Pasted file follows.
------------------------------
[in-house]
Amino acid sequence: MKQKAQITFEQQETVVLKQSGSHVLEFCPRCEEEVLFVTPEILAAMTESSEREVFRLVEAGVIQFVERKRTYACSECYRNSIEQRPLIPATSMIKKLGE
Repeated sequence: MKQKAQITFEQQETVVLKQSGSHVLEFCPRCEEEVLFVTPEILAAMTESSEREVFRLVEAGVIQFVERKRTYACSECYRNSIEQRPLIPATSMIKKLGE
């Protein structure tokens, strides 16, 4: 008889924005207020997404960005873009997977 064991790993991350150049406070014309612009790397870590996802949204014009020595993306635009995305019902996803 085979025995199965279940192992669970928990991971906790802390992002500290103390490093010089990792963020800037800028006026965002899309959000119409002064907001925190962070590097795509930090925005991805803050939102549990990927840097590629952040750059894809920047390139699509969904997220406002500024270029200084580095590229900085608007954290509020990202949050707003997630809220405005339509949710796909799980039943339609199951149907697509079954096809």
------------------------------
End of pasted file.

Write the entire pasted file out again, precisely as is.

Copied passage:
[in-house]
Amino acid sequence: MKQKAQITFEQQETVVLKQSGSHVLEFCPRCEEEVLFVTPEILAAMTESSEREVFRLVEAGVIQFVERKRTYACSECYRNSIEQRPLIPATSMIKKLGE
Repeated sequence: MKQKAQITFEQQETVVLKQSGSHVLEFCPRCEEEVLFVTPEILAAMTESSEREVFRLVEAGVIQFVERKRTYACSECYRNSIEQRPLIPATSMIKKLGE
């Protein structure tokens, strides 16, 4: 008889924005207020997404960005873009997977 064991790993991350150049406070014309612009790397870590996802949204014009020595993306635009995305019902996803 085979025995199965279940192992669970928990991971906790802390992002500290103390490093010089990792963020800037800028006026965002899309959000119409002064907001925190962070590097795509930090925005991805803050939102549990990927840097590629952040750059894809920047390139699509969904997220406002500024270029200084580095590229900085608007954290509020990202949050707003997630809220405005339509949710796909799980039943339609199951149907697509079954096809």